I had a great moment today. Alright so, I was going over synonyms today. I gave the students "look" as an example of a word which has a lot of synonyms. One of the words that a student gave me was "peer." Another student hadn't heard the word "peer" before. So, he wanted to know what it meant. I had to think for about 30 seconds. I gave him an example of a pirate taking out his telescopic monocular to look out for other ships.
I was losing some students attention. Usually, what I'll do is I'll show five fingers. Each finger means something. If I extend my thumb outward, but pointed towards my chest, it means that I want students to look at me. And, once students do so, I thank them for looking at me. I changed my vocabulary a bit. I looked around and asked if someone could peer at me, so then, I get a bunch of students who make a motion as if they have a telescopic monocular in my direction. We were just playing around, but at the same time, that act of pretending made students more enthusiastic to focus on me. Enthused with my own improvement, I decided to apply the same idea of getting my students' attention in one more playful way.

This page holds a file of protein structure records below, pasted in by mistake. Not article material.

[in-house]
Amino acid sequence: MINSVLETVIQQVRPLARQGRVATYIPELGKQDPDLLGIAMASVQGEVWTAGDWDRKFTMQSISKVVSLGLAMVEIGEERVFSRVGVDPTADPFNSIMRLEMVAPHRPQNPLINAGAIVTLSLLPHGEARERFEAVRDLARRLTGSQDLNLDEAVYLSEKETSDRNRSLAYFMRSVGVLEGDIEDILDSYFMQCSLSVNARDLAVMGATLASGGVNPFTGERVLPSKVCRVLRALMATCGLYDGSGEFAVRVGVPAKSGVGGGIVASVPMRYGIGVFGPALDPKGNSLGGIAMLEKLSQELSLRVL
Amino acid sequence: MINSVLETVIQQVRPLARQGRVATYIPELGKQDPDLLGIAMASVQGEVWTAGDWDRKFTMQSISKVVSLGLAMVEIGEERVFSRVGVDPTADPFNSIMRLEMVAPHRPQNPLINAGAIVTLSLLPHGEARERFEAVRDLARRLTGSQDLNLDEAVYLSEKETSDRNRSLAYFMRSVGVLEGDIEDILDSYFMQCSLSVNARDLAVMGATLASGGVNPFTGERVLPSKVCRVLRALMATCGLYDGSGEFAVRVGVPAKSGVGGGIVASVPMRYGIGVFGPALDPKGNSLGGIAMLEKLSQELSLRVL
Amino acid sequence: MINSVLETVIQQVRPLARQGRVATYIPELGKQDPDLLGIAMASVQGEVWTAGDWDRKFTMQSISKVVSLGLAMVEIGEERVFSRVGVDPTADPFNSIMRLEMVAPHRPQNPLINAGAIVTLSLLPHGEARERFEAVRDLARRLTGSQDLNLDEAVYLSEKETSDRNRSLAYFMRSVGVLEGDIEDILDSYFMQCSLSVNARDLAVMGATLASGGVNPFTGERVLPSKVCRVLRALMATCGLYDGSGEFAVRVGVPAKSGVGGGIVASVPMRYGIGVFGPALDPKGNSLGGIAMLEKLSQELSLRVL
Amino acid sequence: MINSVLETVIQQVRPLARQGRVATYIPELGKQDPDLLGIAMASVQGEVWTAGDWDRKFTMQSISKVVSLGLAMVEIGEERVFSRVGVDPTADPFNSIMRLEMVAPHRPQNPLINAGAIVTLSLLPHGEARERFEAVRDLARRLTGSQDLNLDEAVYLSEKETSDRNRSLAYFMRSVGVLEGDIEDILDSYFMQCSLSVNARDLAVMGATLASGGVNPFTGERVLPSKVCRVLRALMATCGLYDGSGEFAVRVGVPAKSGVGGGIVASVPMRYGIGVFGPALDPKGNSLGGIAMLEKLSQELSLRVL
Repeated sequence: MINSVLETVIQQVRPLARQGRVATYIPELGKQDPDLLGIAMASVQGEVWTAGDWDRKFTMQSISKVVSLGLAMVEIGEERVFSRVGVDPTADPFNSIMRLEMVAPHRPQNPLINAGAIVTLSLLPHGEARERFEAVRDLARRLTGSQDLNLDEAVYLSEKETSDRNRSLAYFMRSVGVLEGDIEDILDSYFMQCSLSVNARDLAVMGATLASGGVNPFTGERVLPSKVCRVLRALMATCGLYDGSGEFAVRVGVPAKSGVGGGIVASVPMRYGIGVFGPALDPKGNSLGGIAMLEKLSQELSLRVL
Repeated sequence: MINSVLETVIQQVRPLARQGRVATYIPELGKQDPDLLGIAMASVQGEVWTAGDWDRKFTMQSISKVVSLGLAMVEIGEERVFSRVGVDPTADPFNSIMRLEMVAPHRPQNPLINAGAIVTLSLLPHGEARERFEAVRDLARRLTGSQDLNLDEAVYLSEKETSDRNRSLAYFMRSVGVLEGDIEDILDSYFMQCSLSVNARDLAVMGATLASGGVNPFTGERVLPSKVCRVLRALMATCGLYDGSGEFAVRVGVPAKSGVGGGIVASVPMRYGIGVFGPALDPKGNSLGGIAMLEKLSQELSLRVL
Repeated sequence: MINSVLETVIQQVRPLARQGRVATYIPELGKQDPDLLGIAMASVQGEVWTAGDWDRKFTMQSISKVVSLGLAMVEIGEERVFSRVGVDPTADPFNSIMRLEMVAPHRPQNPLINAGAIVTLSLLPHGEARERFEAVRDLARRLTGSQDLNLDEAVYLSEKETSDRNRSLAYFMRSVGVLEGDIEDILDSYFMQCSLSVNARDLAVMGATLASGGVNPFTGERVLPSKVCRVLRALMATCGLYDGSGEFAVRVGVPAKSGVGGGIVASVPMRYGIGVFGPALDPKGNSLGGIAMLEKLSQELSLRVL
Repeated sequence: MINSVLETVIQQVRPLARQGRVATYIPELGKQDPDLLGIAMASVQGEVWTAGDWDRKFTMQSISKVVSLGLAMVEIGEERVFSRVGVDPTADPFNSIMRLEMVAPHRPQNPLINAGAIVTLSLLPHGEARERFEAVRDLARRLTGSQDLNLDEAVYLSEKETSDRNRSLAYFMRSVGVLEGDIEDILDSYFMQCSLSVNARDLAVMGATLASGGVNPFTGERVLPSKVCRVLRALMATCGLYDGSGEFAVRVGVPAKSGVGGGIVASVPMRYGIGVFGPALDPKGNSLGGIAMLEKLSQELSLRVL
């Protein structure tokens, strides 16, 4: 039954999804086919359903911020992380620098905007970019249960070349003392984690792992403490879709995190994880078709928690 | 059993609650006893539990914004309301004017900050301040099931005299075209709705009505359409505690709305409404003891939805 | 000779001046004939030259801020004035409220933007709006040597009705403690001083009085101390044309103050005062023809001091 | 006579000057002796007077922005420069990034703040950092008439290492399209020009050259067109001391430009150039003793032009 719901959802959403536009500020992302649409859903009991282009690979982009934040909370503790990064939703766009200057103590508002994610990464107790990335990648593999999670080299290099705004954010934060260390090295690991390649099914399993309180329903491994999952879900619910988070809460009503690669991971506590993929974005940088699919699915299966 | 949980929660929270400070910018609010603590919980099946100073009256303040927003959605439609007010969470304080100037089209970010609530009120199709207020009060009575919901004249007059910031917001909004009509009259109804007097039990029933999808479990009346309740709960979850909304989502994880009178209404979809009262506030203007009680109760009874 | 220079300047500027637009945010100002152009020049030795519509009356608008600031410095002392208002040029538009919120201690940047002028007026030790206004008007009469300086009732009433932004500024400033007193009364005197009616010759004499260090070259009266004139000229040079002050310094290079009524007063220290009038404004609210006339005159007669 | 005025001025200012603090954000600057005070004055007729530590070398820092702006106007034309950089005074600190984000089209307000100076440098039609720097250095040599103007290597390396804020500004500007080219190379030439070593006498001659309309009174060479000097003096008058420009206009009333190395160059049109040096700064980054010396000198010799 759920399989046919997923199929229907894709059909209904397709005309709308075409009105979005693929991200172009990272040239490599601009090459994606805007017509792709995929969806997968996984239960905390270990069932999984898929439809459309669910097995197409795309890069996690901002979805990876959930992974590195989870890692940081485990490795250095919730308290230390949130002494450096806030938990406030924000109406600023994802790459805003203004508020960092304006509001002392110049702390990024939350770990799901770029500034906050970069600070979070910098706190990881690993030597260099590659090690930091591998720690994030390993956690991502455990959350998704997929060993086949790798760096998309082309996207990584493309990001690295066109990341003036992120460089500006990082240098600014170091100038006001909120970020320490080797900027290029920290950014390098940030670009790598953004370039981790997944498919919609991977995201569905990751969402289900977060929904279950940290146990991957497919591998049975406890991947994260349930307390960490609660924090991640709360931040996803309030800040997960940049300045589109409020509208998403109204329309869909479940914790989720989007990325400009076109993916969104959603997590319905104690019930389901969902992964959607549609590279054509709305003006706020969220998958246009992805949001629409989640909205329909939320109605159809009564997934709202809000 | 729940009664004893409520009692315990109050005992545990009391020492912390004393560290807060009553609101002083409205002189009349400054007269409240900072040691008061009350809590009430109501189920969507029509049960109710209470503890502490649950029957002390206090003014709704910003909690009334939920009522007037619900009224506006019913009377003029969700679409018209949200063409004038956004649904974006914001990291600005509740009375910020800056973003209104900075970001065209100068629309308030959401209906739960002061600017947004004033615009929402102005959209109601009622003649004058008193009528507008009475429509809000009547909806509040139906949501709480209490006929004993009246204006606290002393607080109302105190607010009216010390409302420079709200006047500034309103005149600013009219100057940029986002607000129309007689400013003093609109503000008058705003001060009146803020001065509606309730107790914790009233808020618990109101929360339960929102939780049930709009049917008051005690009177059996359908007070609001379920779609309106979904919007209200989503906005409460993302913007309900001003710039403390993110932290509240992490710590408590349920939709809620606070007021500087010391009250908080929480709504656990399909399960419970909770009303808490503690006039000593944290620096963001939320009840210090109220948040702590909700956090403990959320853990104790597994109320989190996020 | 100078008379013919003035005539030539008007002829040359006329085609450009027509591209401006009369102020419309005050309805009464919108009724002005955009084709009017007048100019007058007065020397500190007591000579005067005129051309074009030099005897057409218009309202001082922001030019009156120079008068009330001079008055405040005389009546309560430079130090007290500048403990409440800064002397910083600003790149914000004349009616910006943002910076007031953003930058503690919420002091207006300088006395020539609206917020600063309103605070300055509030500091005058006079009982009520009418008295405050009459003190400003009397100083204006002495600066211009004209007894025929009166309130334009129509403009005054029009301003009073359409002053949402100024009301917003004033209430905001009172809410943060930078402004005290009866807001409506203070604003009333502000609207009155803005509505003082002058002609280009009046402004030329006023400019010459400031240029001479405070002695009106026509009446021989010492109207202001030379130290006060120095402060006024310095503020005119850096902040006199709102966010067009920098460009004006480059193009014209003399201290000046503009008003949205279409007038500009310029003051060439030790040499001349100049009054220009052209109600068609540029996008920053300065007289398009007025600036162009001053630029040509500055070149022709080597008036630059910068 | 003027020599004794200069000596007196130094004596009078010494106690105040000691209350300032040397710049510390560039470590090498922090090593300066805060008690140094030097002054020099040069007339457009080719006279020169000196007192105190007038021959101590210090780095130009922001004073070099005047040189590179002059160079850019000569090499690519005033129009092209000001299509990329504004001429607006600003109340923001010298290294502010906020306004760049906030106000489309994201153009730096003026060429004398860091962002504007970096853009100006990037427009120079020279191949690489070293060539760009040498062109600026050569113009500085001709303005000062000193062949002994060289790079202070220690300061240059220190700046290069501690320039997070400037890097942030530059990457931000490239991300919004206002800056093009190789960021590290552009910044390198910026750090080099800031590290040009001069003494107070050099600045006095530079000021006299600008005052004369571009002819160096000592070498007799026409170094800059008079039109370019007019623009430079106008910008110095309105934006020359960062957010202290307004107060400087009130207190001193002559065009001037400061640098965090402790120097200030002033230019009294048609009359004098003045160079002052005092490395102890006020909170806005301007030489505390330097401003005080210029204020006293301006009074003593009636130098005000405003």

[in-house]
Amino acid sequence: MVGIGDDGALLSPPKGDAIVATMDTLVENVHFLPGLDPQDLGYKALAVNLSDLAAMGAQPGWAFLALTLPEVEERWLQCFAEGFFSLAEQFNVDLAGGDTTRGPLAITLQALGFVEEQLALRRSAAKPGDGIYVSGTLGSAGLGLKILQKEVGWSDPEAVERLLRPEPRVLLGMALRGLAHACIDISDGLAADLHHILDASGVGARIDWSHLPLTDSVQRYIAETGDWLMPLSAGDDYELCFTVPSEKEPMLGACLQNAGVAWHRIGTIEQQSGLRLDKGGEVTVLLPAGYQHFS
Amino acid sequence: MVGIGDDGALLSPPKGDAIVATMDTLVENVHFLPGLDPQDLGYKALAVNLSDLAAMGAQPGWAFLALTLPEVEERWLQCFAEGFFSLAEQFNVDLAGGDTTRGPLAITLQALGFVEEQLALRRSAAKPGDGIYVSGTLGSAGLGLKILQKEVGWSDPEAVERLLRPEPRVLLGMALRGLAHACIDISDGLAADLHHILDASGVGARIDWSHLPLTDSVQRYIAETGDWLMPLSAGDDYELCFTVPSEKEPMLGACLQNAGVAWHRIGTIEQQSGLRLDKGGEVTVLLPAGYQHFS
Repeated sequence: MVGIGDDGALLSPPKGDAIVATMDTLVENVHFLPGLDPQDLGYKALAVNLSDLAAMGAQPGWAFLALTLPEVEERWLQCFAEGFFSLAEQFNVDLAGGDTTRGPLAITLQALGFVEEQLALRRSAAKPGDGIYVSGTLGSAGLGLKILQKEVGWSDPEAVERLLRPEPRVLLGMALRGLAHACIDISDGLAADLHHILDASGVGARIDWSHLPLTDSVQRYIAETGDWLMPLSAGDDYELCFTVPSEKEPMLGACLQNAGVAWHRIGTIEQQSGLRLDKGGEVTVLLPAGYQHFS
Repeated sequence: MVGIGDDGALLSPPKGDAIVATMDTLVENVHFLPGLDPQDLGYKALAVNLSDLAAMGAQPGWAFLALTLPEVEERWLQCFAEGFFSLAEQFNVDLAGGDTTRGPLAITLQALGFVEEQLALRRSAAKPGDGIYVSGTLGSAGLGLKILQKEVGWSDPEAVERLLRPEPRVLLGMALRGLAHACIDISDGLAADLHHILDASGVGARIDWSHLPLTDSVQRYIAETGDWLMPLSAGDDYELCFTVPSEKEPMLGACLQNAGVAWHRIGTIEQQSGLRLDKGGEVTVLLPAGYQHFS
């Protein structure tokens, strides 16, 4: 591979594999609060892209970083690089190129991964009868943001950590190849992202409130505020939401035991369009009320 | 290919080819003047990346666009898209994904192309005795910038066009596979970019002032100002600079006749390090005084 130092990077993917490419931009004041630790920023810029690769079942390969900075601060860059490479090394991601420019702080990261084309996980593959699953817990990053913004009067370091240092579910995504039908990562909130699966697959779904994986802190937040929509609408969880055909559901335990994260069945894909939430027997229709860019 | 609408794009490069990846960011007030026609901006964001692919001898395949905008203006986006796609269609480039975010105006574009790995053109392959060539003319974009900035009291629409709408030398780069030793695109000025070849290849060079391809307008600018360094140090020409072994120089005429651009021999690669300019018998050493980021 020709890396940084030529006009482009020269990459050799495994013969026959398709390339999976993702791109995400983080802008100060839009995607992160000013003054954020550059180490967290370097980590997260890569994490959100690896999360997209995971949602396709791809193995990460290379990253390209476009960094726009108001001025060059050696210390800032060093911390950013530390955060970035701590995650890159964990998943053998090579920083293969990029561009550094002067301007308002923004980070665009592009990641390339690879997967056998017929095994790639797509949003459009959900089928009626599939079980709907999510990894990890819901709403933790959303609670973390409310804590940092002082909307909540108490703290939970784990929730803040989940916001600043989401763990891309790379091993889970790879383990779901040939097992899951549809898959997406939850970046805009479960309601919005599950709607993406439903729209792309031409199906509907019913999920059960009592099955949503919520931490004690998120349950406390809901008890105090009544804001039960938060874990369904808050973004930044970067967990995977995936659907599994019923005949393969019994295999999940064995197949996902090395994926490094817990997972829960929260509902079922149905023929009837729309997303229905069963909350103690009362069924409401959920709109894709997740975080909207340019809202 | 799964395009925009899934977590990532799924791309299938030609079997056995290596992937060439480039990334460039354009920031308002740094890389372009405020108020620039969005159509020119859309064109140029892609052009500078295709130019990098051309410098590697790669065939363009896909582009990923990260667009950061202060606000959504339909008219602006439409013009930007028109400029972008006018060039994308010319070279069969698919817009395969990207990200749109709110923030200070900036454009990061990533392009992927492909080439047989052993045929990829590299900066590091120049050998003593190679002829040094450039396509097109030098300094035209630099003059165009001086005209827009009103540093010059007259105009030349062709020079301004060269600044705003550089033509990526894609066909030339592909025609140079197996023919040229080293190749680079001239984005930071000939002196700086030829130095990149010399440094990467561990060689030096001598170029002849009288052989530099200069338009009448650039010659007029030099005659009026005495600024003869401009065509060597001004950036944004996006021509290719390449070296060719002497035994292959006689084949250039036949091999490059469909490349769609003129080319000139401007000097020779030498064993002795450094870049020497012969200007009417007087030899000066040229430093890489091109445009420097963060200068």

When I extend my thumb, index, and middle finger, it means that I want students to be still and quiet. Normally, I'll thank students for being still and quiet. Instead of saying that, I tried to scout out a student who was looking at me and appeared to be focused and then I said, "Sophie looks awesome right now because she is as still and quiet as a statue." Once I said that, other students were competing to see who could be more still, quiet, and facing my direction. Success!
Anyway, it seems to be a good principle to merge playfulness and behavior management, so I'll do my best to continue doing that until I discover its limitations.